Guangzhou’s September Art Gallery Creates Space for All Creativity

weAre is dedicated to the accessibility of creative art in various forms, and amplifying the voices of those who work to create space for art and art education. We’re interested in spaces like the September Art Gallery, run by Cindy in Canton Plaza, which hosts a variety of events and exhibitions geared towards making art and education, accessible to all.

Read on for our interview with Cindy and learn about her business model, what her gallery space offers, and how she got started in the art world.

What kinds of marketing do you feel are important for your business? How do you spread the word about what your gallery offers?

The best marketing approach is to open the gallery in the circle of its followers. I normally go for communities with the most ideal cultural environment or shopping malls with a good artistic atmosphere. Certain locations are likely to attract more people with a high perceptivity to art. To hold quality art salons and courses, large-scale art markets are also key in helping us involve more people in artistic activities.

How would you describe the art scene in Guangzhou? Are there any images you can share that capture the essence of the scene? Songs or words that you feel summarize this scene?

Compared to Shanghai and Beijing, Guangzhou is more of a down-to-earth city. Here, art needs living scenes. Apart from quality exhibitions, there are more diversified courses about contents of comparison and more sharing salons.

Music that summarizes the scene: Wutiaoren

What kinds of art do you like to feature in your gallery? How often do you change what is displayed, and how close are you with each of the artists that are featured?

My gallery features mostly modern styles and works from young and international artists. We want to provide a good platform to show what the artists from our generation are thinking and expressing. We put on
exhibitions six to eight times a year. Four of them are relatively academic and thought-provoking which typically require more time to prepare. The rest are more fun and relaxing with frequent crossover collaborations. For example, we did a joint exhibition with designers in 2016, showcasing other possibilities of art to our audience.

What kinds of priorities do you keep in mind when you’re curating for the space you’ve created? Do you worry about space, energy, smells, ambiance, etc.? What kind of energy do you like to have in your space?

I like to give a general assessment of the environment first. I want the energy expressed through the space to be connected with the surroundings. Take the Canton Place for example, the design tends to be more livable and comfortable. K11, on the other hand, is more young and active. Every space needs to correspond with its neighborhood and audience.

What kinds of workshops do you feature? How are the workshops structured, and what can attendees expect to experience during a workshop?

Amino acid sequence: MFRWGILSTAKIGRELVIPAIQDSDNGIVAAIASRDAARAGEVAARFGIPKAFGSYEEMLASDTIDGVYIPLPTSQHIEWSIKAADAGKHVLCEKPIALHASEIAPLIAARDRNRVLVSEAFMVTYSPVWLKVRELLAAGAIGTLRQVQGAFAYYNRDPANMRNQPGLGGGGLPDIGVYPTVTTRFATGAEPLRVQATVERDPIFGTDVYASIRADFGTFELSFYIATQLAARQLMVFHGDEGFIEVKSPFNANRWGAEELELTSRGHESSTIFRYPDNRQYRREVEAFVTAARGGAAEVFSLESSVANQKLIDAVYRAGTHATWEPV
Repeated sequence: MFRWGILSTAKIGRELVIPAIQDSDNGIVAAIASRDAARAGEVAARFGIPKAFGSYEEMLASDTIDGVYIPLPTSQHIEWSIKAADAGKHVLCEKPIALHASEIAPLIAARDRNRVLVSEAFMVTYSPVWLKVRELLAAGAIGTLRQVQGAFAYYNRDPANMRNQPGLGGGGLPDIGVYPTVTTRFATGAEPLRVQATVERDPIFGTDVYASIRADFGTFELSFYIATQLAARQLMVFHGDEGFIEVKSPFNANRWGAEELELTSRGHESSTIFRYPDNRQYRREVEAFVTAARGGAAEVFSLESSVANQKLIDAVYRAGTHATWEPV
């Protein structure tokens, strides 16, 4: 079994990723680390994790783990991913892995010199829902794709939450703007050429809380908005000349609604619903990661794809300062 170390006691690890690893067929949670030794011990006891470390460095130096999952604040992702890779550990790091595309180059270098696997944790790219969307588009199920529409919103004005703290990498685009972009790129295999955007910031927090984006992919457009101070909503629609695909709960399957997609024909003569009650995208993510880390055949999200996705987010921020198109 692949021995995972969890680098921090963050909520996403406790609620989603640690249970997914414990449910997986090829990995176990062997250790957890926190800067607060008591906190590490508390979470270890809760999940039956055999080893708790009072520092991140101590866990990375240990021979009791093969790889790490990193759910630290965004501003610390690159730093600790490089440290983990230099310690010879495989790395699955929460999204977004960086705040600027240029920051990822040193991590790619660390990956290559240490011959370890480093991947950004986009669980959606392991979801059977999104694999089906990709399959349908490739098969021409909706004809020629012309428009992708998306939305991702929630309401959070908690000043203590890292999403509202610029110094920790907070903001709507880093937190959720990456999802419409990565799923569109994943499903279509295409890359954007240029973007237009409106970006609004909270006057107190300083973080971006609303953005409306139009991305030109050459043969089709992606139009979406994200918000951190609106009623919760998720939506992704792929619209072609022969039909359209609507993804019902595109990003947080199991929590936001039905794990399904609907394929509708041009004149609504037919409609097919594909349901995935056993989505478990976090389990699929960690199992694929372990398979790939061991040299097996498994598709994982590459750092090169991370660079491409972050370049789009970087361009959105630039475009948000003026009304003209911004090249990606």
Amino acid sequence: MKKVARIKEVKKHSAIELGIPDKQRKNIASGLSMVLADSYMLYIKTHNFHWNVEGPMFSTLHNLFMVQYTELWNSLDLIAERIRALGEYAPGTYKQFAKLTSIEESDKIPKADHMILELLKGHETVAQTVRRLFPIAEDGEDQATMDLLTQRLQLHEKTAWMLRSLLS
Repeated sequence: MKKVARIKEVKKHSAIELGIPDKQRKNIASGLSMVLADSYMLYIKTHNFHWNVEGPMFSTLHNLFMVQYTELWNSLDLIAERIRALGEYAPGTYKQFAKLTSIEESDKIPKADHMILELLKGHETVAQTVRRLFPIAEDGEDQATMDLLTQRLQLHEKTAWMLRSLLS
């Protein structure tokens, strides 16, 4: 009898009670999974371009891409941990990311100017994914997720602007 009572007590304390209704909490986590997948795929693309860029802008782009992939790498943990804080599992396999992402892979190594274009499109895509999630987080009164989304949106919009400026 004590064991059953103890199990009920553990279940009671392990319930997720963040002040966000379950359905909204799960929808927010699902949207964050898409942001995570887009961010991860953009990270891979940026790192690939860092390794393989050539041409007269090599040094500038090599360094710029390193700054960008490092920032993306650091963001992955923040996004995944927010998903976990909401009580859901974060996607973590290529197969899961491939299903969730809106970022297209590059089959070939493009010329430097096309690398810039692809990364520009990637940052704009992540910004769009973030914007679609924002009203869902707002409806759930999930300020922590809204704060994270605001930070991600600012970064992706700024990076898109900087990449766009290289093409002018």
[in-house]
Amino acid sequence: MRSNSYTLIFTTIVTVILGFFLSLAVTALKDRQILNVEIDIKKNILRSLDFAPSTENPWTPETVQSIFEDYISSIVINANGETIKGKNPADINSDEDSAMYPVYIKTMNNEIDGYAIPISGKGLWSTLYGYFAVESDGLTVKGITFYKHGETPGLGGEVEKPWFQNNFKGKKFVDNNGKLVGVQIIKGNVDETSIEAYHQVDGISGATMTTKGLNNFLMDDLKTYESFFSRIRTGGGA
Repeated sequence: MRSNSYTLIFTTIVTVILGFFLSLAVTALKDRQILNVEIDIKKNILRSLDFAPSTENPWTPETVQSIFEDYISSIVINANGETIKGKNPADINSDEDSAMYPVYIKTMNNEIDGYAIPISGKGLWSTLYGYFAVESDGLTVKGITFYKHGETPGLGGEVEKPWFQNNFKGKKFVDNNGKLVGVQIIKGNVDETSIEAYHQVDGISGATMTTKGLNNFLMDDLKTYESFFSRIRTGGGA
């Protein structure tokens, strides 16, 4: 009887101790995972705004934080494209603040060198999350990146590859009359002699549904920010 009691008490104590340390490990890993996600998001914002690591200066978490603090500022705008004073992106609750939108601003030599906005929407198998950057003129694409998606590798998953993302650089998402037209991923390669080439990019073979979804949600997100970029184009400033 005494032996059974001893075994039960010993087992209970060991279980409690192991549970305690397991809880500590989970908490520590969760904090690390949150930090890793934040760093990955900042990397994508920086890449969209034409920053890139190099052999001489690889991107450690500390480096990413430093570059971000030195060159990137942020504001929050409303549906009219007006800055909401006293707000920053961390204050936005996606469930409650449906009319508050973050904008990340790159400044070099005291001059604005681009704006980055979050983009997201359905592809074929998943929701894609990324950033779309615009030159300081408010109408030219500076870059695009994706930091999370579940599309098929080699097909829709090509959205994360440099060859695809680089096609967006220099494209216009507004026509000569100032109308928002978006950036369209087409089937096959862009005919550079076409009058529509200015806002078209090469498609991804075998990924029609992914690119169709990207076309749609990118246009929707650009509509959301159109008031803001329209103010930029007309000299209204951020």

We have a great variety of lectures and events, including sharing events where artists share their works, themed salons on art history, and specialized creative workshops. These activities allow the participants to know more about the background and stories of art that make intervention easier.

What kinds of hobbies do you keep outside of your work? What inspires and motivates you every day?

I am passionate about travel and have travelled to over 60 countries including the Poles. I love visiting galleries, cafes, pubs and living like a local. Books and wine are my favourite as well. Working with my team and meeting with brilliant artists, designers, art fans are my biggest motivators. There is progress to be made every day.

What role do you see technology playing in the work that you do? How do you interact with technology in your work and personal life?

Art conveys present life. We are embracing an age of technology. With  technology, we are trying to launch an online gallery project while actively getting involved in art e-commerce.

Do you imagine the evolution of technology playing an important role in the success or growth of your business? How so?

Technology will definitely become more important in the future. Sales of artworks will be partly moved online because of the high accessibility and the youth population’s dependence on internet. New media will shorten the
distance between regarding time and space, and make intervention easier than before.

How do you see yourself growing and evolving in the next 5-10 years? What do you think will be different, or the same?

I love what I do and believe it is an industry which brings strength and nourishment to other people. No matter how society develops, and how technology evolves, human beings will never change the pursuit of art and a
better life. With the stable economy growth of China, what might change is the increasing participation in art and the improvement of business environments.

What do you feel the landscape is like for women in the art world today? Do you feel it’s evolved, and if so, how? What opportunities exist today that didn’t exist in the past?

Women are getting more active in the art market. Women artists, gallery owners and collectors account for half of the current industry, which is a situation that has never been seen before in any generation. Apart from the
naturally gifted ability to appreciate art and beauty, women’s freedom, in my opinion, is the biggest reason we are where we are.

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